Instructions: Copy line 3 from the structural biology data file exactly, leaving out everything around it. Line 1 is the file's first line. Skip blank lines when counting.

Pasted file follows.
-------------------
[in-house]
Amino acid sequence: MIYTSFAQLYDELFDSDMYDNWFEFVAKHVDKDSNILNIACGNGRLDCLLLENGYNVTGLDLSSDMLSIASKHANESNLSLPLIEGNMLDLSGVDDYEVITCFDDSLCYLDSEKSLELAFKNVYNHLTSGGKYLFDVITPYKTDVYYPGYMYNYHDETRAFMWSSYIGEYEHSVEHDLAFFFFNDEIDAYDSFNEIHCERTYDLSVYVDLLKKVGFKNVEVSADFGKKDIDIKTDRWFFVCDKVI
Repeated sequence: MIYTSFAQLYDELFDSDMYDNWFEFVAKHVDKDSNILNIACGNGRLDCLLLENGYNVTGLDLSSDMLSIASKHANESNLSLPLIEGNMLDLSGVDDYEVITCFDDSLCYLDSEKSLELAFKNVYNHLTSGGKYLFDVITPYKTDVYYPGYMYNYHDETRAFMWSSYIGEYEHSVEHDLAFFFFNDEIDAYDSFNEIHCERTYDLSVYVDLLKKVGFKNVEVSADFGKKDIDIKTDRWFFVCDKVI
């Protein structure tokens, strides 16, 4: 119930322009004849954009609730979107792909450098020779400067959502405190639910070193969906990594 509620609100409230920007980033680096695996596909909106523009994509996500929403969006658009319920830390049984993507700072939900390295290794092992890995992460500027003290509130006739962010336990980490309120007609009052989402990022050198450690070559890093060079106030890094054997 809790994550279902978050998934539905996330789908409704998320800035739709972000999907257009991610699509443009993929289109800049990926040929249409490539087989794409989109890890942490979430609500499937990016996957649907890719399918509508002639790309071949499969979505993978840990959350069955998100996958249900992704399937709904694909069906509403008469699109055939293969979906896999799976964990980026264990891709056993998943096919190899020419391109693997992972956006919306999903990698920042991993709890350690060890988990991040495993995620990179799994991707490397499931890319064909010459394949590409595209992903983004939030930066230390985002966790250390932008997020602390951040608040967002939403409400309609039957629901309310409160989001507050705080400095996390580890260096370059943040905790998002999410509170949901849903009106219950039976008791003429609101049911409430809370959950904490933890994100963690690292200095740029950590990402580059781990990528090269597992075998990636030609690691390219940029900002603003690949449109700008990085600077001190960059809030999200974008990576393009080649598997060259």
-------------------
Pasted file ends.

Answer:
Repeated sequence: MIYTSFAQLYDELFDSDMYDNWFEFVAKHVDKDSNILNIACGNGRLDCLLLENGYNVTGLDLSSDMLSIASKHANESNLSLPLIEGNMLDLSGVDDYEVITCFDDSLCYLDSEKSLELAFKNVYNHLTSGGKYLFDVITPYKTDVYYPGYMYNYHDETRAFMWSSYIGEYEHSVEHDLAFFFFNDEIDAYDSFNEIHCERTYDLSVYVDLLKKVGFKNVEVSADFGKKDIDIKTDRWFFVCDKVI